An eco-friendly housing development in the Bronx has become one of three projects nationwide to receive the 2012 Jack Kemp Workforce Housing Model of Excellence Award from the Urban Land Institute (ULI). The award, which was announced recently during the national conference of ULI in Denver, is named after Jack Kemp—former U.S. Secretary of Housing and Urban Development (HUD) and former U.S. Representative—and recognizes and honors developers who demonstrate leadership and creativity in providing housing opportunities for working communities.
In order to be eligible for this award, housing developments are required to be affordable and energy efficient, be located close to centers of employment and transportation hubs, use innovative building technologies and systems, and demonstrate the highest level of green construction sustainability.
The 296,000-square-foot Via Verde opened in the summer of 2012 as a mixed-use, mixed-income residential building located at 700-706 Brook Avenue and 156th Street in the Melrose section of the Bronx on a triangular site formerly occupied by a railroad storage yard and a gas station. The 1.5-acre parcel was decontaminated under the New York State Brownfield Cleanup Program.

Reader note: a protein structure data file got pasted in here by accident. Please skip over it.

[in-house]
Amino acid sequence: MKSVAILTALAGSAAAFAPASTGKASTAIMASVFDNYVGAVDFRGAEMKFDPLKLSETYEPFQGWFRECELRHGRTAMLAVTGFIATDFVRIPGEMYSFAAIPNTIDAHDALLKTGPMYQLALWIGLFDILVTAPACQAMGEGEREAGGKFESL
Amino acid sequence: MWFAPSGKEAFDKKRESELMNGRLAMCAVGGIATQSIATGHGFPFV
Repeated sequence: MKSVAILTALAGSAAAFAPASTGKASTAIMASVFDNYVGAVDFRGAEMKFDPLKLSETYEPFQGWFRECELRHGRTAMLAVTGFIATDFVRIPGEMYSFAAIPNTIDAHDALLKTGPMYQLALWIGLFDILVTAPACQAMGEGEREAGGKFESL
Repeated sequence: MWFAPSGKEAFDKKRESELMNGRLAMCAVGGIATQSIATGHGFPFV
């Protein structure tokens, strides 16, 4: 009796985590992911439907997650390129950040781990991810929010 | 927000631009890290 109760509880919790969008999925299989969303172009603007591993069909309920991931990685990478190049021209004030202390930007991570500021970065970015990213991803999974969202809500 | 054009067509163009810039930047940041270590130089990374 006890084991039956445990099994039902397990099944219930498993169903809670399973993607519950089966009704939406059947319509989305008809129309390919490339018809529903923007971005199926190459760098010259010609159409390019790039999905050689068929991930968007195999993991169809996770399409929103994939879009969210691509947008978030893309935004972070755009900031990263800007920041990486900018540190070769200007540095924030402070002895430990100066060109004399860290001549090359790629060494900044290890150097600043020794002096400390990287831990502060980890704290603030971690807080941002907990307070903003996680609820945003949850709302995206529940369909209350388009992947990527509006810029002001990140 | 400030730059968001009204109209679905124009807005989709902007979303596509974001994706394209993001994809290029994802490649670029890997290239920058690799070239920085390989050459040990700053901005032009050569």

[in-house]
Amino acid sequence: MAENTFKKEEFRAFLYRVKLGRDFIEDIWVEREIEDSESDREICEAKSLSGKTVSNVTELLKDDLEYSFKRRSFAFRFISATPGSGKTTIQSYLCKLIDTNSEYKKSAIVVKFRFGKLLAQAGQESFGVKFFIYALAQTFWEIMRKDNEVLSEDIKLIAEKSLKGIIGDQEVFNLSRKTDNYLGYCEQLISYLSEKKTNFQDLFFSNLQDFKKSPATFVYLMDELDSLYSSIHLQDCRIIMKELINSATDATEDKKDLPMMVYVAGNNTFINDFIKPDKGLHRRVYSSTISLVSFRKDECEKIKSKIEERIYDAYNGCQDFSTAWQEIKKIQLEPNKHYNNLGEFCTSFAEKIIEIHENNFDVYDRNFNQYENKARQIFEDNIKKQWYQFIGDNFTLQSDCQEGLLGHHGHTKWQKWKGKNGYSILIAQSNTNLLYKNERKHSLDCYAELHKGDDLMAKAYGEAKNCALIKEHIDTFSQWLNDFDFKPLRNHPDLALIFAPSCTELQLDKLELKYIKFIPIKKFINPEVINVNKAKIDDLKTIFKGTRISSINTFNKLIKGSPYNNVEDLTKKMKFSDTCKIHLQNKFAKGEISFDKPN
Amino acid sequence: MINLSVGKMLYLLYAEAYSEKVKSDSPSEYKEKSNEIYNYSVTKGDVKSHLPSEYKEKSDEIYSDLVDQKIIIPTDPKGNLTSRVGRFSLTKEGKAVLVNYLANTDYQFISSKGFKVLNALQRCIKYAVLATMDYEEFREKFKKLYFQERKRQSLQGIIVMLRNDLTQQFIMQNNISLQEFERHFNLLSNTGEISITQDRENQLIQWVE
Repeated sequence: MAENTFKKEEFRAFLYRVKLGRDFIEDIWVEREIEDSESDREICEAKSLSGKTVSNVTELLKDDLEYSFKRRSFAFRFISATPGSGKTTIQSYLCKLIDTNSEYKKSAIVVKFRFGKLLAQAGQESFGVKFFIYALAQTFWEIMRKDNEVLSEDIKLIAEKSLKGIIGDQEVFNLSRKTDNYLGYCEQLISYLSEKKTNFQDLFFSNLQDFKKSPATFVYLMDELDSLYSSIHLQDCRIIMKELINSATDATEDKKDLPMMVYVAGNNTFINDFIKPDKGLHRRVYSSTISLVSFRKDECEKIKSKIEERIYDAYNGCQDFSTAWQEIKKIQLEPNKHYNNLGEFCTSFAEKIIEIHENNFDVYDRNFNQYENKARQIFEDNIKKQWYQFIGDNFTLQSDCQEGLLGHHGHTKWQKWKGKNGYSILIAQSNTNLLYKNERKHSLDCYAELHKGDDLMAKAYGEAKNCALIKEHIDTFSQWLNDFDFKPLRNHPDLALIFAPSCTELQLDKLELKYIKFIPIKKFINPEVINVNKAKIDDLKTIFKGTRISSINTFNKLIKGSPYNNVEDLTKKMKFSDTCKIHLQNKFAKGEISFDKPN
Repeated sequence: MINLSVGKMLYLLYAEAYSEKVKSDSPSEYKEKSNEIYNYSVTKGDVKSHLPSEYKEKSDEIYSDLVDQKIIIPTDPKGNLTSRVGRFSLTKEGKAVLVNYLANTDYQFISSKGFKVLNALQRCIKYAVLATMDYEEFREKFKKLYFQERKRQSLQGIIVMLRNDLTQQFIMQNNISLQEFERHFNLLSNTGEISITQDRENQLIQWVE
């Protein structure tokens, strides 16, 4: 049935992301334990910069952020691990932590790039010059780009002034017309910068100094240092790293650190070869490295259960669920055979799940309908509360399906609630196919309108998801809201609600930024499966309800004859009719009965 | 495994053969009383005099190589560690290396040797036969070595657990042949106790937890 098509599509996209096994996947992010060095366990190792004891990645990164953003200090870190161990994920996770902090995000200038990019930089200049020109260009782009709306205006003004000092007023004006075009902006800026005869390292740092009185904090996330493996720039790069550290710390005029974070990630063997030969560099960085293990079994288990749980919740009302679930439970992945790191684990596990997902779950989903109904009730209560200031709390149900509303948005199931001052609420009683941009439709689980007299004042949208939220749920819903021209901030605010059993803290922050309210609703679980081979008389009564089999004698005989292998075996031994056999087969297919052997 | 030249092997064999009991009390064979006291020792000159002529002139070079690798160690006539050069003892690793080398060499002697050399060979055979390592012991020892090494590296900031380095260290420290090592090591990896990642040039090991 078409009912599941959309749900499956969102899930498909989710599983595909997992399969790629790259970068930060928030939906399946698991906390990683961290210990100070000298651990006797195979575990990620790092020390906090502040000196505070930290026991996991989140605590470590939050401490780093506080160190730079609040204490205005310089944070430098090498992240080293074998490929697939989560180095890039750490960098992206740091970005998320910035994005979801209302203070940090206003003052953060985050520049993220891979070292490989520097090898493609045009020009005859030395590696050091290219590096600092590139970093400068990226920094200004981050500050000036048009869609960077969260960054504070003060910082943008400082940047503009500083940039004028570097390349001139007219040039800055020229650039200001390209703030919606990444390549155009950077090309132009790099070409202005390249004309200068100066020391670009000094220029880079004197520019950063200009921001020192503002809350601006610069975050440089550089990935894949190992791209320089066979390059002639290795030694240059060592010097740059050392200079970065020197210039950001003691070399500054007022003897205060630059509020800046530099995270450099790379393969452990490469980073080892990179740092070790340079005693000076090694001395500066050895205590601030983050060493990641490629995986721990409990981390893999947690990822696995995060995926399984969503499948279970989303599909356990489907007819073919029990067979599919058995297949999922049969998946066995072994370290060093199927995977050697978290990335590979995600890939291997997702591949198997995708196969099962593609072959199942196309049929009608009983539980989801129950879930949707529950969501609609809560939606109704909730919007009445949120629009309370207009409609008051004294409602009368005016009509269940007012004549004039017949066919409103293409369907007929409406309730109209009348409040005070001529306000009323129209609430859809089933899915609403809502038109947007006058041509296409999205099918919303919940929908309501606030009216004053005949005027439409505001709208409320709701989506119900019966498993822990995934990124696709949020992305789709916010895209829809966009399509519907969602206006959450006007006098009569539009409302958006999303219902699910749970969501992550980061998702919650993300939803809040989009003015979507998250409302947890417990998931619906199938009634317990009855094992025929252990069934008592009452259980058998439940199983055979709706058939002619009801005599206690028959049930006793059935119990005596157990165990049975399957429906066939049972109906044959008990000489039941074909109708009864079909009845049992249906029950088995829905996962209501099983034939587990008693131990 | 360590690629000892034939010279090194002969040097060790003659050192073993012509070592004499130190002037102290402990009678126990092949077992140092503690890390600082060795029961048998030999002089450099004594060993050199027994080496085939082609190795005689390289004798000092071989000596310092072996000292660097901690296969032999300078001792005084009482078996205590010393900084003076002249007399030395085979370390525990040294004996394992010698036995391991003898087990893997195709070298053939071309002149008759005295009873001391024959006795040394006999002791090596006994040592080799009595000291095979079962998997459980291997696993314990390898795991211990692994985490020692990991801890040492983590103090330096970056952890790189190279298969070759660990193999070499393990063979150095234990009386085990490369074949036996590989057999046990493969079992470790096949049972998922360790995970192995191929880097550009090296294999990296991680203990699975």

The $98.8 million project was co-developed by Phipps Houses and Jonathan Rose Companies, who worked closely with Harlem-based Lettire Construction—the general contractor. Created by co-architects Dattner Architects and Grimshaw Architects, the LEED Gold-certified project showcases a highly innovative green design while providing affordable housing options to low- and moderate-income families and individuals.
Via Verde consists of 151 rental units designed affordable for the next 30 years and 71 middle-income co-op units targeted to households earning 80 to 100 percent of the area median income. Co-ops at Via Verde feature spacious floor plans with hardwood floors, remote control ceiling fans, in-unit washers and dryers, and luxury kitchens equipped with Energy Star appliances and dishwashers.
Select units feature balconies, private backyards and duplex layouts. Building amenities include a landscaped courtyard designed by Lee Weintraub Landscape Architecture, an attended lobby, an amphitheater, a fitness center, a penthouse community room, bicycle storage and resident gardening beds. The development also includes a 5,000-square-foot community facility on the ground floor and 2,000 square feet of retail space.
With its green rooftops and building-integrated photovoltaic panels, Via Verde is estimated to be over 30 percent more energy efficient than a standard residential building. About 20 percent of the building materials used for construction was locally manufactured, minimizing transportation energy and supporting local economy. An equal part of construction materials came from recycled and reused materials, and over 80 percent of the demolition waste came from the facilities that formerly occupied the site was recycled.
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